India: 3 reasons to be bullish govvies

Further yield declines are likely in June-August before consolidation takes place.
Radhika Rao, Eugene Leow04 Jun 2019
  • We think India govvies are attractive
  • The RBI is expected to cut rates further and keep liquidity flush
  • The smooth passage of elections and seasonal factors should also ease the cash squeeze
  • India govvies screen well in our Asia Rates Valuation Indicator and our Bond/Equity Indicator
Photo credit: AFP Photo

Indian government bonds are likely to do well in the short-term. With election worries out of the way, 10Y govvie yields have fallen below 7%, reflecting rate cut bets and a more benign global environment for bonds. Moreover, India govvies screen favourably in our technical indicators. Further yield declines are likely in June-August before consolidation takes place.

Three factors are likely to support INR bonds in the short-term.Firstly,the RBI is cut rates while keeping liquidity conditions flush. The monetary policy committee decides on rates on June 6. We are look for a 25bp cut in the Repo rate to 5.75%, taking cumulative cuts in 2019 to 75bp. Inflation has been edging higher since the trough in January 2019, but at sub-3%, readings are still below the 4% target, providing room for RBI to focus on growth concerns.

Source: CEIC, DBS Group Research

1Q19 (4QFY19) GDP growth declined sharply to 5.8% YoY from 6.6% in 4Q18. On the supply-end, Gross-value added growth slowed to 5.7% YoY from a 6.3% quarter before. Contribution of agricultural output and industry continued their downtrend, while higher public admin (likely by states) and finance lifted services output.Core GVA(i.e. GVA minus farm output and public administration services), which captures private sector trends, reinforced the slowdown in domestic activity. This is likely to revive the debate for the RBI to consider lower real rates in its policy objective. Any clarity on this front can open the door for further easing (seehere).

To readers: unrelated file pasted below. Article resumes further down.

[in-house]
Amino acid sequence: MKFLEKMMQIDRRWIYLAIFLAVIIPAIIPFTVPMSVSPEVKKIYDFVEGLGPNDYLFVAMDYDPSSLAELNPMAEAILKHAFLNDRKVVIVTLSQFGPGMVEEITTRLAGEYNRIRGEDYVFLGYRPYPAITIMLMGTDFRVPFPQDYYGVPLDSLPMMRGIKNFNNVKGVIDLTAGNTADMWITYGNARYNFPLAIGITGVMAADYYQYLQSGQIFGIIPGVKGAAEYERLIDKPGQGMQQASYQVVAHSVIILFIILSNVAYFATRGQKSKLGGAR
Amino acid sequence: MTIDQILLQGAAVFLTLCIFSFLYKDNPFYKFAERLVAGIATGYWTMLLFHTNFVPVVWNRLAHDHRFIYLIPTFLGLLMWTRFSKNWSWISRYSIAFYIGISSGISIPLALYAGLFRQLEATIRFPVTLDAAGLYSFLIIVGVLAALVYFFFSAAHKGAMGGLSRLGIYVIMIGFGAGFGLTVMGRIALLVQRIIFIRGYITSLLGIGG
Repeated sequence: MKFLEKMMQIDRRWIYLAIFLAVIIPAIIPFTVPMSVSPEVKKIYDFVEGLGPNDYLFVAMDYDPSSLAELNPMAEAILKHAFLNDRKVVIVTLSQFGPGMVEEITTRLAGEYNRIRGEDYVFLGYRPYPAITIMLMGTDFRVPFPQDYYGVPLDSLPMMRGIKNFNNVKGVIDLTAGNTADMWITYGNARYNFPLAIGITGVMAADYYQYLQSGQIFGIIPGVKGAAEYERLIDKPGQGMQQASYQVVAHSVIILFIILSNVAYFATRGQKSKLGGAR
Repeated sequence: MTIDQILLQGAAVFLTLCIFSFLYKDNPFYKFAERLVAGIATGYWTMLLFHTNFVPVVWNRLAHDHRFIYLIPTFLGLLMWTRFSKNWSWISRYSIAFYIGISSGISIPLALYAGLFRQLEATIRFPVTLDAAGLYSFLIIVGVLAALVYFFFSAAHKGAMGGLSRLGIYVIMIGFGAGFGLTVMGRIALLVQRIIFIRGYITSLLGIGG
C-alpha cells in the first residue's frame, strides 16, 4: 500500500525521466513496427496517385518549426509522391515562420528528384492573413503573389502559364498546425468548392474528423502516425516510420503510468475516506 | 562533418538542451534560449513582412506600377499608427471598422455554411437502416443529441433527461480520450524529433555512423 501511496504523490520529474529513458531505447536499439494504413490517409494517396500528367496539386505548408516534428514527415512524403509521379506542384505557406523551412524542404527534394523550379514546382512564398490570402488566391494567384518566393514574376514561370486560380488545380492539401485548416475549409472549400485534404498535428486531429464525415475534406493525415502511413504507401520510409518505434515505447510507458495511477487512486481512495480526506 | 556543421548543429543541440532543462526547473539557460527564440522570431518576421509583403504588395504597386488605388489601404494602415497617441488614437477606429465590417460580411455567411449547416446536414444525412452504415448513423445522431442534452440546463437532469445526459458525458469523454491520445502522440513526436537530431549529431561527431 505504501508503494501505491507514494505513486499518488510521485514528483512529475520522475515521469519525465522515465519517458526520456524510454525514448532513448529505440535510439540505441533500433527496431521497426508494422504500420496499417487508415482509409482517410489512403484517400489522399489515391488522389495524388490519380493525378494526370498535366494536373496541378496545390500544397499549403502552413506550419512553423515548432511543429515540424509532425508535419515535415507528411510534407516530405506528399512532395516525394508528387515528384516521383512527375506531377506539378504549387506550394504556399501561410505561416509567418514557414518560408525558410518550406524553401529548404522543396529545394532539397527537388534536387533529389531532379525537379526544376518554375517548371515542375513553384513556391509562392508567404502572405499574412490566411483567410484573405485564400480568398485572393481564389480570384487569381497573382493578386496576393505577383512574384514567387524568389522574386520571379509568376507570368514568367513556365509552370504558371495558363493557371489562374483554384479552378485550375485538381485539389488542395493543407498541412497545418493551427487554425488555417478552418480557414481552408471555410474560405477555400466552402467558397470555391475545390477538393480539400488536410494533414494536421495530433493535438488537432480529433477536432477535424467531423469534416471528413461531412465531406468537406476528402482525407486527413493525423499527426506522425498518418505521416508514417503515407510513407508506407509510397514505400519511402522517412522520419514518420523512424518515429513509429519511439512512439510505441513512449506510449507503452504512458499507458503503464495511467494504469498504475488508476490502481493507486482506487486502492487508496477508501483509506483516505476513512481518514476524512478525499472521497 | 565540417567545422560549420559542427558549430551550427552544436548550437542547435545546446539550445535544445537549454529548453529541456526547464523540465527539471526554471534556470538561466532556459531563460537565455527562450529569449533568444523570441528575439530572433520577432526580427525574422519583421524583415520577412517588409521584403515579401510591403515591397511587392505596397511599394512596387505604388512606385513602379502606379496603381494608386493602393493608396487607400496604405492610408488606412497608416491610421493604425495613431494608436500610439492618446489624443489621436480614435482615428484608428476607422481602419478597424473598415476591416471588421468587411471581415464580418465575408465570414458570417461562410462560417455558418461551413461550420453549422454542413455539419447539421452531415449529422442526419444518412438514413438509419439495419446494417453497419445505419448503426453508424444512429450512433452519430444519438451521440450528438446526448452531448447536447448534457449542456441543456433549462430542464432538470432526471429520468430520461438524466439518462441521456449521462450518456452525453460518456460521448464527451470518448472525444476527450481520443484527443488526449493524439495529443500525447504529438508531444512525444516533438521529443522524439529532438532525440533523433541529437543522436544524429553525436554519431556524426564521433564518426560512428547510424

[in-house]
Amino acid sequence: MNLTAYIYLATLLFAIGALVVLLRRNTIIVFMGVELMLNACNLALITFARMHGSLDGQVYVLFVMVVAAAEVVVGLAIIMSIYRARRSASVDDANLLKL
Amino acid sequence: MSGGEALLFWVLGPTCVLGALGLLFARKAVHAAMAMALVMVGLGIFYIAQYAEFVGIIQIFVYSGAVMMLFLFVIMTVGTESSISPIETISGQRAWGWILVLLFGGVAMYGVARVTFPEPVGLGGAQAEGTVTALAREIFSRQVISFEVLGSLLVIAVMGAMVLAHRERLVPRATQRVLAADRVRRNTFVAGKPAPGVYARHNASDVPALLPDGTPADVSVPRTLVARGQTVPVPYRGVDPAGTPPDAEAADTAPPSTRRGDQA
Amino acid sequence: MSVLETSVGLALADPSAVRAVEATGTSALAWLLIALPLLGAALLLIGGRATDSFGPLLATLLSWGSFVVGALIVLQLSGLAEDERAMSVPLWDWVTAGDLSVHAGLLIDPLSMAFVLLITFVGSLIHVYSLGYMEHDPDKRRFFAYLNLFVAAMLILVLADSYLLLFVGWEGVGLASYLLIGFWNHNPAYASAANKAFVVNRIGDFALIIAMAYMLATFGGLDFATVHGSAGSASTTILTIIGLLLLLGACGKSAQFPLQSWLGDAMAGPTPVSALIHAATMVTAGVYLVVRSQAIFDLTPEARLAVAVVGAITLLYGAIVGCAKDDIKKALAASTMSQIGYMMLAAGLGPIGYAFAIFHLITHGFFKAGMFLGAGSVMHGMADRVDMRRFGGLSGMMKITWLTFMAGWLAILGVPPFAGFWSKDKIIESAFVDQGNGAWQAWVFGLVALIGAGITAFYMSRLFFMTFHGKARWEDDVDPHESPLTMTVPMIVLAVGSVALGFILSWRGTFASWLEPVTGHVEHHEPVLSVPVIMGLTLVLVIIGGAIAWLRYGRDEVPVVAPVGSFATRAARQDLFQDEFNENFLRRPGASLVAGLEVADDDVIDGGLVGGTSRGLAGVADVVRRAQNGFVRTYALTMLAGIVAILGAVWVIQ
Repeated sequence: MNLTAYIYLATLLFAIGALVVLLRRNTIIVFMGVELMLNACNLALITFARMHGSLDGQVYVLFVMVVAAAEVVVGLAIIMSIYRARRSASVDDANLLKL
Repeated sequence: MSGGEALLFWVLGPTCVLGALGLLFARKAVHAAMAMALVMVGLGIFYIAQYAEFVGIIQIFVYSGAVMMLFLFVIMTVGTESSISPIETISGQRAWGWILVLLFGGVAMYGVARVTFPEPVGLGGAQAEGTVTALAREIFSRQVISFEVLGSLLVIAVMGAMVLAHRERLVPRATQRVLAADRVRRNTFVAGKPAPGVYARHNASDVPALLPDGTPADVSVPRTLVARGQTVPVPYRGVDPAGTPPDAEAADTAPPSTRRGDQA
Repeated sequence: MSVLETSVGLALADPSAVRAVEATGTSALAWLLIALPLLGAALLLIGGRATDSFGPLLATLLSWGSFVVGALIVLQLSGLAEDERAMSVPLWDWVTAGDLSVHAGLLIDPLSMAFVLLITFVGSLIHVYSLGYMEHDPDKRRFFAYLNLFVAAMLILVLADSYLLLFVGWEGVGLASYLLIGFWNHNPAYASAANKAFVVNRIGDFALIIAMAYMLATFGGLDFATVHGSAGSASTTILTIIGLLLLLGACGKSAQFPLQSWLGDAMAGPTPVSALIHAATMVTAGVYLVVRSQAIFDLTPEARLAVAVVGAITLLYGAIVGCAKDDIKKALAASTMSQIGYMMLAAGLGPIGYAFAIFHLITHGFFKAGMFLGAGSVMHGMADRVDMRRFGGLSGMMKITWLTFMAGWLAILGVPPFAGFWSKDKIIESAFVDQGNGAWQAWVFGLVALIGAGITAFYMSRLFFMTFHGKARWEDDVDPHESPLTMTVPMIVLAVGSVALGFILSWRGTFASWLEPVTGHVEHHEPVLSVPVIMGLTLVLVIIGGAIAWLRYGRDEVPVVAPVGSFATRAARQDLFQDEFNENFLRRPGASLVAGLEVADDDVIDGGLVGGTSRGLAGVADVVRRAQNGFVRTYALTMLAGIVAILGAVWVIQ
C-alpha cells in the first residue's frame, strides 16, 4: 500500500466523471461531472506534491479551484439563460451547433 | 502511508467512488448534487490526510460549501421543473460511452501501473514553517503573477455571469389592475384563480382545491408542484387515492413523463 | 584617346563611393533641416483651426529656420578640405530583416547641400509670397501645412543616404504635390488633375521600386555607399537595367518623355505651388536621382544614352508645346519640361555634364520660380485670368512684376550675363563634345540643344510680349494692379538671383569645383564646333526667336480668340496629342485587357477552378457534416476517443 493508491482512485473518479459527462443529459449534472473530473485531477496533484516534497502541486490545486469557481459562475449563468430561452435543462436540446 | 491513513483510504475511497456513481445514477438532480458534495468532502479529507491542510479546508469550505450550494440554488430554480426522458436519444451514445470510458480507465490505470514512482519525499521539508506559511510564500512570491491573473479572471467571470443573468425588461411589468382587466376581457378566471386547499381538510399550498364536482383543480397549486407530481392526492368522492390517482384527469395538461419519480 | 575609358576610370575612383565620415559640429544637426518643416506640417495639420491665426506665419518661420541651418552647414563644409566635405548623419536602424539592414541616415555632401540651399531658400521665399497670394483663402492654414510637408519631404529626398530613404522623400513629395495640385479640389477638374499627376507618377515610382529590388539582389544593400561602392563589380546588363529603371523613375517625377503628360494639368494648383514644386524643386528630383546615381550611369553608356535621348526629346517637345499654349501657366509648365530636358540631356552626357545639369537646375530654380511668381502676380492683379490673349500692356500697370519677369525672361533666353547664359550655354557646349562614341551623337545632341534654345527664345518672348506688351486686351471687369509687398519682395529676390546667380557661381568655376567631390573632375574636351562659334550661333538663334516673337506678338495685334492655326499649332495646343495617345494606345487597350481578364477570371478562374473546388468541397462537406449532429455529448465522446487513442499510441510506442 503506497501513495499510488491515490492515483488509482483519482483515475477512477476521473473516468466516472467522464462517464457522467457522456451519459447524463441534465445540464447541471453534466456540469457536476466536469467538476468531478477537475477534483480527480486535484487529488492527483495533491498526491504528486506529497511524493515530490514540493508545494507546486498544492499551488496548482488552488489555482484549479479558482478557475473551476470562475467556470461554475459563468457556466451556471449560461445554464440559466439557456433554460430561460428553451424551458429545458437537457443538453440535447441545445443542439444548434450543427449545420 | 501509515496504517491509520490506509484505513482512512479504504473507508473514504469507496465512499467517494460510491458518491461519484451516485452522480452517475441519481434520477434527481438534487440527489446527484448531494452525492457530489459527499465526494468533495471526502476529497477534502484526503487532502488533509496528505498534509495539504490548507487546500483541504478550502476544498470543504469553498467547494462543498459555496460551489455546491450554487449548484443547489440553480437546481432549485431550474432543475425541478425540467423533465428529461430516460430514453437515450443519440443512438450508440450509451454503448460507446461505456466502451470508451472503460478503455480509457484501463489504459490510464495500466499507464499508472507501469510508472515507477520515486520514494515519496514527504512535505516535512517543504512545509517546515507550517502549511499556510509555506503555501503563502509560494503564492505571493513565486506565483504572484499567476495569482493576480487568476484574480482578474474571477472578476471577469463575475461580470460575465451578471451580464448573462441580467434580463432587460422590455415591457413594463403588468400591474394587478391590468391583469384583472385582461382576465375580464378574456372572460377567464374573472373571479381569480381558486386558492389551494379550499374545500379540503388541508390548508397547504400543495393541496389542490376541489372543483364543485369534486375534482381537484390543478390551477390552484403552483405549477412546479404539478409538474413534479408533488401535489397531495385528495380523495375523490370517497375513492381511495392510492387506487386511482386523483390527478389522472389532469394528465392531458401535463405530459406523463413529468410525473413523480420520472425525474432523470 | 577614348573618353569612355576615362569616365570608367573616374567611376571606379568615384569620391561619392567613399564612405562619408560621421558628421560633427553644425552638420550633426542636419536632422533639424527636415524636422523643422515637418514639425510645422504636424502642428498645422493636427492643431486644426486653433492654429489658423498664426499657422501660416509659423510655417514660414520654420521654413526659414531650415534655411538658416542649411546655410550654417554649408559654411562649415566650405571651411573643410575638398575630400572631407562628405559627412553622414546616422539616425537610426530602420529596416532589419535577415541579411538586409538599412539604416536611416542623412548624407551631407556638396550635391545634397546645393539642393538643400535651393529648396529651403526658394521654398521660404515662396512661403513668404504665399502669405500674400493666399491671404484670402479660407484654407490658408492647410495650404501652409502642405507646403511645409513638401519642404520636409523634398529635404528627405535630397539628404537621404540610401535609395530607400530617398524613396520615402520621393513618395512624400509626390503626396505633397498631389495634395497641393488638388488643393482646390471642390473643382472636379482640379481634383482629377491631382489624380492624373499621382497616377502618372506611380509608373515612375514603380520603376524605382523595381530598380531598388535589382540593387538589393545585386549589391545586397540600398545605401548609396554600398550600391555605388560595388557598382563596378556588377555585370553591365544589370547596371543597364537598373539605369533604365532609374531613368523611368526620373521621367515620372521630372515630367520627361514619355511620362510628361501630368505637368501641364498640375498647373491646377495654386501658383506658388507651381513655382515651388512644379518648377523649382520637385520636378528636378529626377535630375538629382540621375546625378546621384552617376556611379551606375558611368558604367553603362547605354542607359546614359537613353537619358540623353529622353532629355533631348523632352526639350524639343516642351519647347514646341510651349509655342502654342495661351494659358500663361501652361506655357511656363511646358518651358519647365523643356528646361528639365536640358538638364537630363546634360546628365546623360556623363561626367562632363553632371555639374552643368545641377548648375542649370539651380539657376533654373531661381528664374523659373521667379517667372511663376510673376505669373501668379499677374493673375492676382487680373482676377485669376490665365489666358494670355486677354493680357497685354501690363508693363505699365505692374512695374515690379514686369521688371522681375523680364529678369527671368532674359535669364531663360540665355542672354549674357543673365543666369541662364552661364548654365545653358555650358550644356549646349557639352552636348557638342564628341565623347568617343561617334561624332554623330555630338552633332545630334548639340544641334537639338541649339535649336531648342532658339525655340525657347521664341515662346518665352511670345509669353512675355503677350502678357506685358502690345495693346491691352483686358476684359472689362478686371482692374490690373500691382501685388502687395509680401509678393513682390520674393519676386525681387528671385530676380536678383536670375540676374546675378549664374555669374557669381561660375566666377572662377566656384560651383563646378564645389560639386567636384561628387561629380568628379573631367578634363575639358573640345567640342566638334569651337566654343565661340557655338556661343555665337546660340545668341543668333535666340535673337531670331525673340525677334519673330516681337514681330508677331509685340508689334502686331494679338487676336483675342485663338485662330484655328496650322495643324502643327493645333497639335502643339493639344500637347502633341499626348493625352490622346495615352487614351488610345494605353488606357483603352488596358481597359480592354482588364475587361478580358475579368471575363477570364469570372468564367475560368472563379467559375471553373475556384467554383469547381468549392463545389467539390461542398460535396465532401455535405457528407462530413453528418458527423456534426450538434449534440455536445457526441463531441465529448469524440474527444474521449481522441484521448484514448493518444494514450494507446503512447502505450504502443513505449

Source: CEIC, data transformations by DBS Group Research

Full-year Budget will be tabled on July 5. February Interim Budget already made room for a small slippage in the fiscal target, with any additional slip to be constrained to ~5-10bp, not diverging from the fiscal consolidation path (whilst recognising sizeable off-balance sheet borrowings).

Global volatility – escalating trade tensions, plunging G3 bond yields and the US bond yield curve inversion – has heightened since the RBI MPC meeting in April. This week’s decision will be a close one. Nonetheless, akin to 2H18 when benchmark rates were on hold (against expectations for a hike) owing to a benign inflation outlook, despite a weak rupee, we expect domestic concerns to be prioritised over global factors. A decisive win by the ruling coalition also buffets the Indian stock market from a cautious risk backdrop.

Secondly, on the liquidity front, passage of elections and seasonal factors should help to ease the cash squeeze. The RBI announced a tranche of INR150bn worth bond buybacks via open market operations for June, after INR250bn in May. While this was a more measured quantum than anticipated, markets expect this to be first of many. April-May are seasonal favourable months for domestic liquidity, but the situation this year was aggravated by ongoing elections, which has led to higher government cash balances with the RBI (see chart below), due to a delay in fiscal spending and higher cash in circulation. We expect this to ease over the coming weeks.

Source: CEIC, DBS Group Research

Concurrently, the special window for foreign portfolio investors – Voluntary Retention Scheme (VRR) – was tweaked. When the previous VRR window last closed in April, interest in GSecs was weak, while corporate limits were partially taken up. With the mainstream limit for FPIs still to be fully utilised (~66% currently), global risk sentiments also need to be conducive for inflows to return.

Thirdly, the drop in developed market yields have rendered India govvies attractive. In our screens of relative value, India shows up favourably in our Asia Rates Valuation Indicator (ARVI, see table above) given still-low inflation. It probably helps that India seems to be less exposed to the any fallout from the China-US trade war. Compared to domestic equities (see table below), India govvies also screen well, showing up as one of the most undervalued amongst the economies that we track.

Source: Bloomberg, DBS Group Research

We expect 2Y and 10Y yields fall towards 6.2% and 6.6% respectively in the coming months amid rate cuts and an improvement in liquidity conditions. Beyond the immediate two quarters, the sizable supply pipeline could cause yields to drift higher again. (seehere).

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Radhika Rao

Economist – India, Thailand & Eurozone

Eugene Leow

Rates Strategist - G3 & Asia


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